It takes more than one person to buy a house. Depending on where you’re at in the process, you may have already spoken to the seller, and if you’re lucky, you might have also had a friend or family member who’s given you their two cents. But when it comes time to sign on the dotted line, who else should you have in your corner? Here’s a breakdown of the experts you’ll need to consult before officially becoming a homeowner.
Real Estate Agent
A real estate agent will be your guide throughout the entire home-buying process. They’ll help you find properties that match your budget and wishlist, and they’ll be with you every step—from negotiating with the seller to handing over the keys on closing day.
According to the National Association of Realtors, 87 percent of homebuyers have successfully purchased a property through a real estate agent. That’s because agents have the experience, connections, and knowledge to make the home-buying process as smooth as possible.
When interviewing agents, ask about their experience, what services they offer, how they’ll communicate with you, and whether they have any industry connections that could benefit you. This way, you can be sure you’re working with someone who’s the right fit for you and your needs.
Checking the property for any hidden damage is crucial before making an offer—after all, you don’t want to be surprised by any repairs down the road. That’s where a home inspector comes in.
A home inspector can check for any defects in the property before you buy it. This person should be licensed and insured, and it’s recommended that you choose someone with experience inspecting the type of home you’re interested in purchasing (e.g., condo, townhouse, single-family dwelling).
During the inspection, the home inspector will look for problems with the roof, windows, gutters, plumbing, electrical work, HVAC system, and more. If any significant issues are discovered, you may be able to renegotiate the purchase price or ask the seller to make repairs before going through with the sale. In doing so, you can avoid any costly repairs down the road.
Unless you’re buying a brand-new construction unit that hasn’t been occupied yet, it’s worth consulting with a property lawyer before finalizing your purchase.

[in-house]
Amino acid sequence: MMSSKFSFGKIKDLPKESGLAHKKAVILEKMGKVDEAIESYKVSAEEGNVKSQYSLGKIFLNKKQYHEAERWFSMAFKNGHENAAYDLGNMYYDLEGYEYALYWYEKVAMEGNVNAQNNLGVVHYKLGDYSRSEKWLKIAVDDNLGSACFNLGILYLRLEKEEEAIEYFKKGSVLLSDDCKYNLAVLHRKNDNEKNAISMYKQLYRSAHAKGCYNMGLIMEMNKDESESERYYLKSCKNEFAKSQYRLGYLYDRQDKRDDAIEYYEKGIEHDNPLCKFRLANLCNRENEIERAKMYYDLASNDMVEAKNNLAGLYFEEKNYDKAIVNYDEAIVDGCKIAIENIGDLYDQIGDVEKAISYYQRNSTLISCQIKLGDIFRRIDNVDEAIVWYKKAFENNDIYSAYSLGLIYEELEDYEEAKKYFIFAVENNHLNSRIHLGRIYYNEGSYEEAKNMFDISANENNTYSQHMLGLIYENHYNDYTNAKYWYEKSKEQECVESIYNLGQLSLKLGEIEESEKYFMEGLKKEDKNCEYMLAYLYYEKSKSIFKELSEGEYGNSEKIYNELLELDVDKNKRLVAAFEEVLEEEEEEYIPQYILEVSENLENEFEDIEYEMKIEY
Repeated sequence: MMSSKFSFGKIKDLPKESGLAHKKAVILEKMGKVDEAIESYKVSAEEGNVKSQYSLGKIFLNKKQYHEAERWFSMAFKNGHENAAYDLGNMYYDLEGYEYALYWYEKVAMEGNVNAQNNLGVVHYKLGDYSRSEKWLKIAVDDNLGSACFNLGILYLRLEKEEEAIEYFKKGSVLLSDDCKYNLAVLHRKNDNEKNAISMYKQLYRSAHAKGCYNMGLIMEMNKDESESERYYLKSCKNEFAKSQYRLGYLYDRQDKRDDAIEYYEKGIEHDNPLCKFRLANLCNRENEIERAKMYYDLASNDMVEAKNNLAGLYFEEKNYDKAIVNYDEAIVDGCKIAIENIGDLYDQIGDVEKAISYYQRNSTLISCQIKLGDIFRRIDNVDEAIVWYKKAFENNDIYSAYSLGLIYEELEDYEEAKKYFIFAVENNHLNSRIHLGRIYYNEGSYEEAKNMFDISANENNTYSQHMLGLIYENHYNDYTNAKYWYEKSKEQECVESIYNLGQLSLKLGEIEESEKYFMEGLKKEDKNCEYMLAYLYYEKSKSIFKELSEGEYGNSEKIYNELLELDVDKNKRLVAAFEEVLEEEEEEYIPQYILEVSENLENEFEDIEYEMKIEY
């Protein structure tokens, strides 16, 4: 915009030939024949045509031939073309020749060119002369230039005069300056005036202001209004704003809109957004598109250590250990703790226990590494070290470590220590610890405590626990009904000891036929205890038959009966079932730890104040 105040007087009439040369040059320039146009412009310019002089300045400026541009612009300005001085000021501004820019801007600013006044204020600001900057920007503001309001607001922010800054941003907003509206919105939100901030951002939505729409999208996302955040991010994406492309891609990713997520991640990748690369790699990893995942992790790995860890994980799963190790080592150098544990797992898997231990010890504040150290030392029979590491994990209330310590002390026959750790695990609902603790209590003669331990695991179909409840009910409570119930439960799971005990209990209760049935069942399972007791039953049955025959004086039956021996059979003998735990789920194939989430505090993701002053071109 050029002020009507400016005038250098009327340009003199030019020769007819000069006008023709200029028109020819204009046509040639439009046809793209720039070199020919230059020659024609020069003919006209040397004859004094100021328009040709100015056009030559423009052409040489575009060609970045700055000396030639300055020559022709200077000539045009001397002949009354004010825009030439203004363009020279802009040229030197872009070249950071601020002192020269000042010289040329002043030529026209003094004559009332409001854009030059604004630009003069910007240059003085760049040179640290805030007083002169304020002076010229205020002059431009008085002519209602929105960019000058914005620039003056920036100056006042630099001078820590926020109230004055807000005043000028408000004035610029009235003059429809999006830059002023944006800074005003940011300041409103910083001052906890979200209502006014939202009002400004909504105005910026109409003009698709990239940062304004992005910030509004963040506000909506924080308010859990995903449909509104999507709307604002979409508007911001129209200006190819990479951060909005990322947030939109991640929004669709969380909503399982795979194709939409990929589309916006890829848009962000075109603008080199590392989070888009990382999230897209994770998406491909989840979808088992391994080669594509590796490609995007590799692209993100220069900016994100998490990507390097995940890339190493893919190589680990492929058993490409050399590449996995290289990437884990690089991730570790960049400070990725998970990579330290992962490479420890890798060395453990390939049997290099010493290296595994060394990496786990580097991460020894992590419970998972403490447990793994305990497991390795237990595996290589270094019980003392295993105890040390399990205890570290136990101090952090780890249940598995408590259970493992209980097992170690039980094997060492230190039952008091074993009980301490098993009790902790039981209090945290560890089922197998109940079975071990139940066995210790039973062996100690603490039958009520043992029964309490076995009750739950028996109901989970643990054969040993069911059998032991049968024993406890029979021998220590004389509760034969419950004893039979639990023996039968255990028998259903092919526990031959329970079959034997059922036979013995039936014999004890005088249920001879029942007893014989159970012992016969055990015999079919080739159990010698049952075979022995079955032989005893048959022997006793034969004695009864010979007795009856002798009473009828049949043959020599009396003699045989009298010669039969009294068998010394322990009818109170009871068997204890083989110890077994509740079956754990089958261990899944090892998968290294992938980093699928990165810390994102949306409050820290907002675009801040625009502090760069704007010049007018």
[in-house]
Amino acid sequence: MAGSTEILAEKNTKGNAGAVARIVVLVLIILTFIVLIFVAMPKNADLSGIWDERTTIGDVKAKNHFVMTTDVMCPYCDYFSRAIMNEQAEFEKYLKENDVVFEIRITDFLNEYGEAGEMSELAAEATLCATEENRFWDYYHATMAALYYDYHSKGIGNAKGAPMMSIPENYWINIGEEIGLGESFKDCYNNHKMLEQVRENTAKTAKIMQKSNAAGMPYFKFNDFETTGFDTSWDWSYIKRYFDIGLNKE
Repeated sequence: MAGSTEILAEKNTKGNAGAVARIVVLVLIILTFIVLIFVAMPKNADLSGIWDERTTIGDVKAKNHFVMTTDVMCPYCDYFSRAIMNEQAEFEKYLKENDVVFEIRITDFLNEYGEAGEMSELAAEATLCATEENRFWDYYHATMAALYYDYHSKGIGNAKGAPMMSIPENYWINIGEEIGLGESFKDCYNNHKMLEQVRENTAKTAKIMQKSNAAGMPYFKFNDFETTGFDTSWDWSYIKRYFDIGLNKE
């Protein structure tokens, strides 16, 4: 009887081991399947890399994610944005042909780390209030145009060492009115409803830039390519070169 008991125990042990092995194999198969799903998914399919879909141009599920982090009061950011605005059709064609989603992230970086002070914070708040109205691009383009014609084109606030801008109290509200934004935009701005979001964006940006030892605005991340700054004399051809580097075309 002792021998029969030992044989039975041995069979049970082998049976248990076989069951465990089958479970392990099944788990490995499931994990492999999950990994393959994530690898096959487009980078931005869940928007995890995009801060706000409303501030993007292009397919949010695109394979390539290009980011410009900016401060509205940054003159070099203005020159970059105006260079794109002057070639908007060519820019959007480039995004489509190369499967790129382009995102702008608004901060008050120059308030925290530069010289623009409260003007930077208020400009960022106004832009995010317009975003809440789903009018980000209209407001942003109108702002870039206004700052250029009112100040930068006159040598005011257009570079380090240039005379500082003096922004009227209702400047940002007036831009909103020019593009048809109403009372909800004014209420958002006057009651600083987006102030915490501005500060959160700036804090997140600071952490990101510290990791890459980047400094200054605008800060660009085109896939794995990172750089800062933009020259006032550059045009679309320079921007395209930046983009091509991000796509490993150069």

A property lawyer will review your contract of sale and explain any clauses that could potentially trip you down the road. They can also conduct a title search to ensure no hidden liens or judgments against the property that could become your responsibility as the new owner.
With their help, you can avoid any legal issues that could arise from your purchase—leaving you to focus on enjoying your new home.
Chances are you’ll need to get a loan from a mortgage company. Many potential homeowners can’t make a spot-on cash purchase, so they take out a mortgage to finance the property.
You can start by shopping around for mortgage rates and terms that work for you—you may even want to get pre-approved for a loan before starting your house hunt, so you know exactly how much money you have to work with.
After finding a lender and being approved for a loan amount, they’ll work with your real estate agent and lawyer to coordinate everything on closing day. Thus, you won’t have to worry about a thing come moving day.
As soon as you own a home, it’s vital to insure it against damages like fire, theft, or flooding. You may even require specific types of coverage from your mortgage lender. Talk to an insurance agent about what kind of policy makes sense for your needs and budget—and don’t forget to shop around for competitive rates.
Homeowners insurance is one expense worth having because it gives peace of mind in knowing that your most valuable asset is protected against potential risks.
Buying a house is no small feat—but with the right team in your corner, it can be an exciting and smooth process. Be sure to consult with a real estate agent early on, so they can guide you through finding properties within your budget while keeping your wishlist top of mind. Before making home offers or signing contracts, arrange for a home inspector and property lawyer to check things out first. And finally, once everything is said and done on closing day and those keys are officially yours, remember to insure your new property against potential risks by speaking with an insurance agent. Congratulations on taking this big step—enjoy your new home.